Neith is known to be the protector of the red crown, symbol of kingship in Lower Egypt. We don't know how early she became associated with this role, but she definitely filled it by at least the Middle Kingdom. Frequently the king's serekh is next to the symbol for the goddess (shield and crossed arrows). A very early representation of the red crown comes from Naqada, where a cenotaph of one of the most important women of the 1st Dynasty (regnant queen Merneith) was built.
Late in the Old Kingdom the rise of the god Ra and goddess Hathor to popular favor resulted in Neith receding in the background as a powerful deity. Ra was the dominant deity in the 5th Dynasty and Hathor was clearly in ascendancy.
Hathor is an interesting goddess. Her name means "House of Horus", referring to Horus the Elder of the Hierakonpolis ennead who was considered one of the five children of Shu and Tefnut (as opposed to the Heliopolitan ennead in which Shu and Tefnut had only four children). Kings Pepi I and Merenre both carried "Son of Hathor" names in their titulary and the goddess is often represented embracing the king protectively. She is "mother" goddess for the king. Her role with relation to kingship does not stop with the end of the Old Kingdom and she assumes additional aspects. She is referred to as "The Lady of the Stars", "The Mistress of Heaven", "The Golden One", and "The gold that is Hathor"; all names which refer to her relationship with Ra. With Hathor's rise, a pharaonic role for the queen evolved. Thus she played a very important spiritual part in the king's life.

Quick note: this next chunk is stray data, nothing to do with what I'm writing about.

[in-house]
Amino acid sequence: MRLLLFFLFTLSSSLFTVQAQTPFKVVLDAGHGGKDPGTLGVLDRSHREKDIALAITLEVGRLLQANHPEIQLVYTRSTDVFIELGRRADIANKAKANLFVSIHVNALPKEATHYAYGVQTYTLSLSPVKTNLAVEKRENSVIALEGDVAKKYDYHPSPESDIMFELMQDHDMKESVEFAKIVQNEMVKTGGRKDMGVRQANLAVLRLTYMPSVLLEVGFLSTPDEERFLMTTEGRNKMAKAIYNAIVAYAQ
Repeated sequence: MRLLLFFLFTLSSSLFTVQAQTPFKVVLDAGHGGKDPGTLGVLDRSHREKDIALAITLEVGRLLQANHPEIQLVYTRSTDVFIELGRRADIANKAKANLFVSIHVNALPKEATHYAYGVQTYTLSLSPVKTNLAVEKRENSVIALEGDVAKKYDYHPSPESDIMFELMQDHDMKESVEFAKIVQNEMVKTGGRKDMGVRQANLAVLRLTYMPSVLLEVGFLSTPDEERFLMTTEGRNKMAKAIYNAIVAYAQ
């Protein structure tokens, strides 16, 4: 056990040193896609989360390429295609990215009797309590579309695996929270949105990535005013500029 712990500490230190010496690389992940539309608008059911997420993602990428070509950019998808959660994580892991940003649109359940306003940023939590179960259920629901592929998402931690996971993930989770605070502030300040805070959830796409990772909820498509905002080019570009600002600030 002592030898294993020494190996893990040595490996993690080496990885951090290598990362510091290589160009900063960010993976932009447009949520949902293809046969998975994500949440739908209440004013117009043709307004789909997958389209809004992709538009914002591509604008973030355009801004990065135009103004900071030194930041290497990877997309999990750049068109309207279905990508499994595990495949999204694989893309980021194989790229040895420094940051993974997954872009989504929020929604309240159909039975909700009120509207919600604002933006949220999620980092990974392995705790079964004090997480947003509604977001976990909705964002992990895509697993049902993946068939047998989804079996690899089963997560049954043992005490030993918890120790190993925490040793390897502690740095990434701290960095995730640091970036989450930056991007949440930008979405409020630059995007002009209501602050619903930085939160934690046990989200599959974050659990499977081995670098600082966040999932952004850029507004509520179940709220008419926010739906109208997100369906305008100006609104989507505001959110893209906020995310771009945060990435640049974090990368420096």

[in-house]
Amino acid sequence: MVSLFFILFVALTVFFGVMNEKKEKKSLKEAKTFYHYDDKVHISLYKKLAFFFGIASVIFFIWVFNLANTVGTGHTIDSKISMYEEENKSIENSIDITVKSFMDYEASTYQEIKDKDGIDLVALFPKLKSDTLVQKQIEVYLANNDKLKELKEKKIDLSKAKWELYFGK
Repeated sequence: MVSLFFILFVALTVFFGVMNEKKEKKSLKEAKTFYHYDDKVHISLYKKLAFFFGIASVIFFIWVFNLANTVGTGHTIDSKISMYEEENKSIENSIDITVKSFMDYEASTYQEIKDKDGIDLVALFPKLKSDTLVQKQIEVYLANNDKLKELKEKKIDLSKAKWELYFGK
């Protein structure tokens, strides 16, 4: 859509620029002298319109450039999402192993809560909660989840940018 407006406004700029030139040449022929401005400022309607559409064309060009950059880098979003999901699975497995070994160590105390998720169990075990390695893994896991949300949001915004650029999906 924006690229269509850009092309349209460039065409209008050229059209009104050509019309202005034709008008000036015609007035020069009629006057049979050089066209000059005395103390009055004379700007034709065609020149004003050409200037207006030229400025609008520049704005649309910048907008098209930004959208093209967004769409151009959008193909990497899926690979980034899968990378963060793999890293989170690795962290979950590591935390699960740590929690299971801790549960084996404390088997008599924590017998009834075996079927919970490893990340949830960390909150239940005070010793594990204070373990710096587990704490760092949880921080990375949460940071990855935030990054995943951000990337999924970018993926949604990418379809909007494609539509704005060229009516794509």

Another sky goddess, Nut, is most prominently mentioned in the Pyramid Texts as she assists the king in moving to the nether world. Nut is also viewed as a "mother" of the king for she facilitates symbolically the rebirth of the king in the nether world. The goddess Isis was the most excellent goddess at one time though her earliest appearances do not exalt her. She appears in funerary iconography, with her sister, Nephthys, as the mother who bears and nurtures the king in the nether world, directly assisting him to life in the nether world by suckling him. Isis appears at the foot of the sarcophagus and Nephthys at the head. The two sisters also assumed the aspect of mourners, related to their roles as wife and sister of the god Osiris who was murdered by his brother, Seth. In this capacity they appear as the two kites whose shrill cries mourn for the deceased king. Slowly Isis' sphere of influence expanded in relation to her roll as the wife of Osiris and mother of Horus. She began to appropriate the insignia of other goddesses, such as Hathor, and gained real prominence in the New Kingdom.
Dr. Hollis summarized by suggesting that the four goddesses who were most important to the role of kingship throughout Ancient Egypt's history were Neith, Hathor, Isis and Nephthys.
- Nancy Corbin